Crown Heights (Matt Ruskin, 2016) 3 out of 4 stars.
With a solid cast and a mostly strong script, Crown Heights delivers the dramatic goods in this riveting tale of a man imprisoned for a crime he did not commit. Based on the true story of Colin Warner, who spent 21 years in jail before being exonerated in 2001, the film stars Lakeith Stanfield (Get Out) as Warner. Arrested for murder and convicted without a shred of physical evidence, Warner eventually numbs himself to the pain of his incarceration, though not without struggle. As he tells a visitor at one point: “Most of these prisoners know deep down they put themselves here. I don’t have that comfort.” Indeed. Innocence is a lonely state.
The film begins in the titular Brooklyn neighborhood of Crown Heights, home to many Caribbean islanders, amongst them Warner and his family. He’s a happy-go-lucky guy, more or less, and not above the occasional petty crime, as we see when he steals a car in an opening sequence. But a killer he is not, and though he pays no penalty for his actual misdeed, he soon finds himself on the wrong side of a bull-headed prosecution, misidentified by a witness as an accomplice to a shooting. As a moving parable about our uneven justice system, which unfairly targets people of color, Crown Heights both enrages and engages. If a little too on-the-nose, at times, and occasionally clunky in its plot details, it stills works as drama, thanks in no small part to Stanfield and his co-stars.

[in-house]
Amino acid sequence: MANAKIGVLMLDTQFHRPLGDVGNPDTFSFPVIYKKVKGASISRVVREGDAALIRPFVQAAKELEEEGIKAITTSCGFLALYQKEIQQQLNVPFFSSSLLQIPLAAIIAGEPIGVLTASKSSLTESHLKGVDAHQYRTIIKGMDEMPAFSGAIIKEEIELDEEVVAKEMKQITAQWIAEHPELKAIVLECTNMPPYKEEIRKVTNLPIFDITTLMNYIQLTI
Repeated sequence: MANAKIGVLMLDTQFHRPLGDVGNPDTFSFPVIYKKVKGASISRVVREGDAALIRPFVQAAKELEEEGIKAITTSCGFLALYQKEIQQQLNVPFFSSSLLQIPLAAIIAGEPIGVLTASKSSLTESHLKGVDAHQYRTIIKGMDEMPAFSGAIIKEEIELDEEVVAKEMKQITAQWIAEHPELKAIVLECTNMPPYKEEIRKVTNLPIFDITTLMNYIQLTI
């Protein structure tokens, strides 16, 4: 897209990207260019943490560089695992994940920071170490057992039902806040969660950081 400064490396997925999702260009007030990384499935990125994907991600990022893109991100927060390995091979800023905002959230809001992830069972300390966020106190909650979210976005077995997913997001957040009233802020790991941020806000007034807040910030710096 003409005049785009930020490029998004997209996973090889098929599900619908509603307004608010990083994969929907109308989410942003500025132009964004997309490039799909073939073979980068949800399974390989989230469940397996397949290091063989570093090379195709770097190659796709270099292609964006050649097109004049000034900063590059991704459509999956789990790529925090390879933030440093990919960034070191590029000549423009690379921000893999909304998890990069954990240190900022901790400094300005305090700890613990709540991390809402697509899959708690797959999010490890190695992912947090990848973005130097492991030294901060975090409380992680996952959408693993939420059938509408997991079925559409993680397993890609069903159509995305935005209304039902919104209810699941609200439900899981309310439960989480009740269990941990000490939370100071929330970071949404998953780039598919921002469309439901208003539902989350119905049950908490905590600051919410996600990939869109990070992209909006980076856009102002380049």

One of the techniques writer/director Matt Ruskin (Booster) uses to emphasize the often-misguided ideological approach to crime prevention is his repeated inclusion, as the years go by, of various politicians on the radio and TV discussing their plans to jail criminals. First we hear, in 1980, New York Mayor Ed Koch, followed by Ronald Reagan, then Bush and Clinton, and finally New York Governor George Pataki. The men change, the message doesn’t: longer sentences, less parole.
And all the while, Warner rots in prison, repeating to himself, just before he opens his eyes in the morning, “Please don’t let it be a cell.” When, finally, that prayer is answered, it is thanks to the unending efforts of the friends who have refused to abandon him. To paraphrase what the angel Clarence writes to George Bailey at the end of Frank Capra’s 1946 It’s a Wonderful Life, “No man is alone who has friends.” As harrowing as Warner’s ordeal may have been – and the film makes clear that it was – at least he had that. Crown Heights may wear its heart on its sleeve, but it’s a good heart, and well worth loving.